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The Spiral Labyrinth: A Tale of Henghis Hapthorn by Matthew Hughes
The Spiral Labyrinth: A Tale of Henghis Hapthorn

Jvstin, October 30, 2010

Matthew Hughes is an under-appreciated writer. For years he has been toiling in a mainly Jack Vancean sort of vein, turning out stories and novels set in a world where science is just about to turn over to magic, but not quite yet. Old Earth, with a baroque and dizzying array of ancient cultures, is a rich field for Hughes to explore. On an even larger scale, Old Earth is itself but one planet in "The Spray", Hughes's answer to Jack Vance's Oikumene. A dizzying array of planets of even more diversity than Earth itself, Hughes' fiction allows the reader to experience a full and inexhaustible range of cultures, environments and characters. His prose brings these environments and characters to life, transporting the reader to areas both familiar and absolutely alien for all of their humanity.

In the Spiral Labyrinth, we continue the adventures of Henghis Hapthorn, previously seen in a couple of short stories as well as Majestrum. As a freelance discriminator (private investigator) he is a late-age-of-Earth Sherlock Holmes, with a number of twists. Thanks to the results of previous adventures, his integrator, a semi-sentient computer, has been transformed from a device to a fruit-craving unique creature. Also, his sense of intuition, an invaluable compliment to his finely honed sense of reason and logic, is in fact now a full fledged sub personality within his brain that he can converse with, named Osk Rievor. Even with these handicaps (although he would insist they are advantages), Henghis is the foremost discriminator on Old Earth.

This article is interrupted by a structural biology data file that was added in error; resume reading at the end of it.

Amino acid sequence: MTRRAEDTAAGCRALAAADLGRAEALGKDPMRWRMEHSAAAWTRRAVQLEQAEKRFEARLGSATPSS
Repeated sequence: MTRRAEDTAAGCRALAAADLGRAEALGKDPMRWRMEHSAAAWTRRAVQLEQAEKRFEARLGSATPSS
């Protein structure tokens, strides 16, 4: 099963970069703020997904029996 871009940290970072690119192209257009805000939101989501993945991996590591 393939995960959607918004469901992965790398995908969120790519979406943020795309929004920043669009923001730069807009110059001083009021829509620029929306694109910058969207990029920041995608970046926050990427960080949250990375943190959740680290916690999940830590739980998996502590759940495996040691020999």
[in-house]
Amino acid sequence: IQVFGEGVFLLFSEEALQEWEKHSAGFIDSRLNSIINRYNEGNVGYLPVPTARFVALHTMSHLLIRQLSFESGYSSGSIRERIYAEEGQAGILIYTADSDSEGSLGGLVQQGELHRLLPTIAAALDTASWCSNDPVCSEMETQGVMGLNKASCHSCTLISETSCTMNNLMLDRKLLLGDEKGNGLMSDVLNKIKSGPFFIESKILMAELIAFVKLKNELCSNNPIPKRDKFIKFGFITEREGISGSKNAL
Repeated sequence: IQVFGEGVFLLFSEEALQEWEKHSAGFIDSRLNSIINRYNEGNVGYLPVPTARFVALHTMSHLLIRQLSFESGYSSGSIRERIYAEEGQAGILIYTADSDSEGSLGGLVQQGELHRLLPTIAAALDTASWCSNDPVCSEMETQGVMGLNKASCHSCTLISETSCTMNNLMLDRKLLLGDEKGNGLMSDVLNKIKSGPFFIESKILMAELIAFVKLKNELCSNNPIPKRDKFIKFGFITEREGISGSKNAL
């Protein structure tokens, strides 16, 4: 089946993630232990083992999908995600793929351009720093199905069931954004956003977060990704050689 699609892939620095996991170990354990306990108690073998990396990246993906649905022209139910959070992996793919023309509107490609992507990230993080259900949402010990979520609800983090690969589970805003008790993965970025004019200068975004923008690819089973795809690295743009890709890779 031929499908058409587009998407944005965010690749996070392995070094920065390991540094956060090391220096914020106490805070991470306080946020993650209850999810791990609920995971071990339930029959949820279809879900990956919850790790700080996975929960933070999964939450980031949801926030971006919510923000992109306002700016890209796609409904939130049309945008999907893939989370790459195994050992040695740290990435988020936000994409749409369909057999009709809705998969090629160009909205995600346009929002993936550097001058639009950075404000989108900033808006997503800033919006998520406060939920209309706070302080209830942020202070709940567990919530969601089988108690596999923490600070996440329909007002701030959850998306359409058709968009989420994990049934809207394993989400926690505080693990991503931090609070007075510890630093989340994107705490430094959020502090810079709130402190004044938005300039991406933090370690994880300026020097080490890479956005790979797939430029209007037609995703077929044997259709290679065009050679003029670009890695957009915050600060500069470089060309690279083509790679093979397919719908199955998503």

In the Spiral Labyrinth Henghis once again gets plunged into situations far beyond his ken, surviving by applications of luck, verve, reason and intuition. Hughes likes to put his characters through the wringer. The keystone event of Spiral Labyrinth, for example, has Henghis, thanks to the titular device, accidentally transported several centuries into the future--and past the point where the rules of the universe finally change from science and magic. Worse, he has been transported here without Osk Rievor (who knows a little theory of magic), and so he must survive on reason alone, in a land without reason.How does Henghis survive in a world of dragons and spells, and how he manages to get home are the meat and potatoes of the book.

And, like previous novels and stories, Spiral Labyrinth stands alone, but continues to build the life, career and nature of its main character. You certainly can start here, Hughes does a good job enfolding previous events into the narrative in an organic way. However, this does not mean the stories are episodic. I have no doubt that the adventures of this book, and their impact on Hapthorn, will continue to resonate through the next

If you are a Jack Vance fan, or simply enjoy picaresque adventures in a baroque series of settings with an engaging main character, the Henghis Hapthorn stories of Matthew Hughes, including the Spiral Labyrinth, are definitely for you.
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Jvstin, October 17, 2010

Sex. Pain. Grotesqueries. Salvation. Escape.

Palimpsest, especially as an audiobook, is a rich, sensual, baroque and lush descent into the lives of four otherwise ordinary individuals who discover a gateway into selected fragments of the eponymous city.

A Hugo nominee, the audiobook version takes the prose and transforms it into an exquisite aural experience. I think that the audiobook is a natural form for a novel which is, to be frank, a little short on plot, and very long on style and imagery. The intimate encounters of Oleg, November, Ludvoico and Sei come across, read, as borderline erotica. But while the sexual, erotic elements of the book are probably the most famous to those who have not read the book, the book also delves into the darkness and the grotesque as the four protagonists, bound together across space, each seek permanent passport to the city. No, I think this novel fits much more in the New Weird than anything else. Palimpsest is very much like Jeff Vandermeer's Ambergris, a city with echoes of our own, but plainly fantastic and impossible. The city is as much, or if I might be permitted to criticize, even more fully realized as a character than the four protagonists ever are. Valente's style and imagery brings that fifth character, the city of Palimpsest itself, to indelible and inescapable life.